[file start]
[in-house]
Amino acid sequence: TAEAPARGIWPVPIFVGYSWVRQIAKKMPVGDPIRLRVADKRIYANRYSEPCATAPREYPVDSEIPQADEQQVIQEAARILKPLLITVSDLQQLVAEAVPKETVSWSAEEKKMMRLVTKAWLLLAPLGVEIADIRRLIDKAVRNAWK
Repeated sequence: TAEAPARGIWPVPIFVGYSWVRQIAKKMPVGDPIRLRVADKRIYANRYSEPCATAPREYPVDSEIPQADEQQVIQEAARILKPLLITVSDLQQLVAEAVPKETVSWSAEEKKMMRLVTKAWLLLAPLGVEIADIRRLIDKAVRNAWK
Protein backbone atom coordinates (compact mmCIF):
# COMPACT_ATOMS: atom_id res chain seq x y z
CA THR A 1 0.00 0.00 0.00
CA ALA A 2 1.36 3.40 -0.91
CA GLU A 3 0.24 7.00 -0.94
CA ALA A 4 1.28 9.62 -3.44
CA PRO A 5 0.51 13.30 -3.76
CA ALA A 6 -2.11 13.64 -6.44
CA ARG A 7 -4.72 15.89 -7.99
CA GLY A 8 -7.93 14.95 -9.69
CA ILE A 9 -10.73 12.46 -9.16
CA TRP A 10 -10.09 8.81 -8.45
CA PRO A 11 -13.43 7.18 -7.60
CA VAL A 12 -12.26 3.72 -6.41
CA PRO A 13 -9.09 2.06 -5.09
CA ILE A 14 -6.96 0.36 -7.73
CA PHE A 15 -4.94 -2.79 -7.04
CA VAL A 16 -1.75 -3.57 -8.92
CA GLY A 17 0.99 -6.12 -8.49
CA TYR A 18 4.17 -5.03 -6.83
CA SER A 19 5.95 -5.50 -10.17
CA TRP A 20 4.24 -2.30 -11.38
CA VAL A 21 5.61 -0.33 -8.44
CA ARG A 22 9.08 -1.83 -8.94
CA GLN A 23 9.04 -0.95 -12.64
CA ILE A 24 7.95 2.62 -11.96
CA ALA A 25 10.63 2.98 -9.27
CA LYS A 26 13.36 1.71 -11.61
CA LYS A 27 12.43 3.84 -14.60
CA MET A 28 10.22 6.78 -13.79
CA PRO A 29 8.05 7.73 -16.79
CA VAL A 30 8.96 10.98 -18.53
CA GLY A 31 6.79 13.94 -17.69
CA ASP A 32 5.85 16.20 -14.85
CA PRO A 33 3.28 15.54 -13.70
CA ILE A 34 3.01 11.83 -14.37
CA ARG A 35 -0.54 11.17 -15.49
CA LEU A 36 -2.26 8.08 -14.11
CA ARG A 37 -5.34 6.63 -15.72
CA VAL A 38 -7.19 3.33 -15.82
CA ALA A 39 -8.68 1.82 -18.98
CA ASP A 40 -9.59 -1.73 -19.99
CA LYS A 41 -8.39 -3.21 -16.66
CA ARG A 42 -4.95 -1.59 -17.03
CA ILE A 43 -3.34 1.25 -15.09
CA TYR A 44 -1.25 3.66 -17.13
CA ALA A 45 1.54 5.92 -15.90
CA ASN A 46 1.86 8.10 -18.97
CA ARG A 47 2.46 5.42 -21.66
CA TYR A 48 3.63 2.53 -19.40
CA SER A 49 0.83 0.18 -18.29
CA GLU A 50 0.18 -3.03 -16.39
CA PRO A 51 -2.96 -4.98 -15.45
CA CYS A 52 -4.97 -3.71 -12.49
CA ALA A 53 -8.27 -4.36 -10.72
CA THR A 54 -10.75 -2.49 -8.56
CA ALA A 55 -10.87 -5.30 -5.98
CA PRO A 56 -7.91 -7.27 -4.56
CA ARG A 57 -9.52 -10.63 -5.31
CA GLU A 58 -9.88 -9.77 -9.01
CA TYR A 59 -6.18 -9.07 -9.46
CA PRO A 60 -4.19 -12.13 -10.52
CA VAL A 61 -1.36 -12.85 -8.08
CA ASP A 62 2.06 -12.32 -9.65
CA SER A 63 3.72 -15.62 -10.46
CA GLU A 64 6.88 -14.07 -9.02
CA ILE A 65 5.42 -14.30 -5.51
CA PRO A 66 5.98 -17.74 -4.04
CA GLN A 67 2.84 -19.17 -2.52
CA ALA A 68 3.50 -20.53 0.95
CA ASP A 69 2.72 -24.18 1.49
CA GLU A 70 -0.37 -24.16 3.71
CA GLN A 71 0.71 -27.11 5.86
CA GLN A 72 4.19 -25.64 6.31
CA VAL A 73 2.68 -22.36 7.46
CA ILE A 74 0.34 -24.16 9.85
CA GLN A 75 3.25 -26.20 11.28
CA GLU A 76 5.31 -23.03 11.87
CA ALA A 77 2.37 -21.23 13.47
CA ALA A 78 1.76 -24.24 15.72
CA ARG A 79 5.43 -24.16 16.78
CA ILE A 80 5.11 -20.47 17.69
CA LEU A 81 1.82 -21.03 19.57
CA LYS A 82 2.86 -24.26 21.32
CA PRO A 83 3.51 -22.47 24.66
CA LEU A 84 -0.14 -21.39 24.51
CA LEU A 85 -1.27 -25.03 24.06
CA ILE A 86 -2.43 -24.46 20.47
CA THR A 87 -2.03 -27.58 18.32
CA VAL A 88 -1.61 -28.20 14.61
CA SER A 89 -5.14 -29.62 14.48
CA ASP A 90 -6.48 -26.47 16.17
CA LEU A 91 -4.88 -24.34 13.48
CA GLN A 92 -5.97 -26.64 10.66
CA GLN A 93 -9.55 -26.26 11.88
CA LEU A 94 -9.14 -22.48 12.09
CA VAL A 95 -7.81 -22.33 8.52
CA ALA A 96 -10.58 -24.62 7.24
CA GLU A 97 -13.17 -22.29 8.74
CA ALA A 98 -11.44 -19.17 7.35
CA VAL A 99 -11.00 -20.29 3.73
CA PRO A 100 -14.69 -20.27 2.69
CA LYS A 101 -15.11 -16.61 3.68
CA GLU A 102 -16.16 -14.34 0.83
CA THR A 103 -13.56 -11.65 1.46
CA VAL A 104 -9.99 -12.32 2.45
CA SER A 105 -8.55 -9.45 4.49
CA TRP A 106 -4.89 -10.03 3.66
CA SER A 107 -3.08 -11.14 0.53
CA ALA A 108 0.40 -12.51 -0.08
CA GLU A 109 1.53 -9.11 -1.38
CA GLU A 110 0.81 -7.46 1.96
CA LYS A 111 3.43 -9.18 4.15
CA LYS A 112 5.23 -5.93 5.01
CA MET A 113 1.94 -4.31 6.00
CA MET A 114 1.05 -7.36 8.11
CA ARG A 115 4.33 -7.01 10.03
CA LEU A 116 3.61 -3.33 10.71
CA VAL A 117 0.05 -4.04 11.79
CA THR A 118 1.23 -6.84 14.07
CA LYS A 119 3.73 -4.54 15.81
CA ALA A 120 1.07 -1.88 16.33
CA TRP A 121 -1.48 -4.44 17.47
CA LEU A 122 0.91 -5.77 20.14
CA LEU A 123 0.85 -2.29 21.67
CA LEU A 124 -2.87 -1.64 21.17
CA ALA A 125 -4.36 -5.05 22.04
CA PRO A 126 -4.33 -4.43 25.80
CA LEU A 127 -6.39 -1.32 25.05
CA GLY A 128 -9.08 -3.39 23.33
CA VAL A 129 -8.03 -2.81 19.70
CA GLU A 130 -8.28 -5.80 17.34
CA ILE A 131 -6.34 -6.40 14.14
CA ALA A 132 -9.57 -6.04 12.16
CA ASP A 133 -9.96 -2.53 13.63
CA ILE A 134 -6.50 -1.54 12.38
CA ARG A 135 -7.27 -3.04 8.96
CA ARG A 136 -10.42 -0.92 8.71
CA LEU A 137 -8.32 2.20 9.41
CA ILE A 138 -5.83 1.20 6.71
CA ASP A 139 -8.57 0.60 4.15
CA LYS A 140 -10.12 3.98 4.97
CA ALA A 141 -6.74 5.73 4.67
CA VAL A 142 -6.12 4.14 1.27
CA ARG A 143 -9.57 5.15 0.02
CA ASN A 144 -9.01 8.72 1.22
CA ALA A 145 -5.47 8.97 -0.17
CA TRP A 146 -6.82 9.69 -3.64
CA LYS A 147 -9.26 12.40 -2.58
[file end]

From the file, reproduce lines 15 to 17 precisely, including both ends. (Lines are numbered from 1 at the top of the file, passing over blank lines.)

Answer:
CA TRP A 10 -10.09 8.81 -8.45
CA PRO A 11 -13.43 7.18 -7.60
CA VAL A 12 -12.26 3.72 -6.41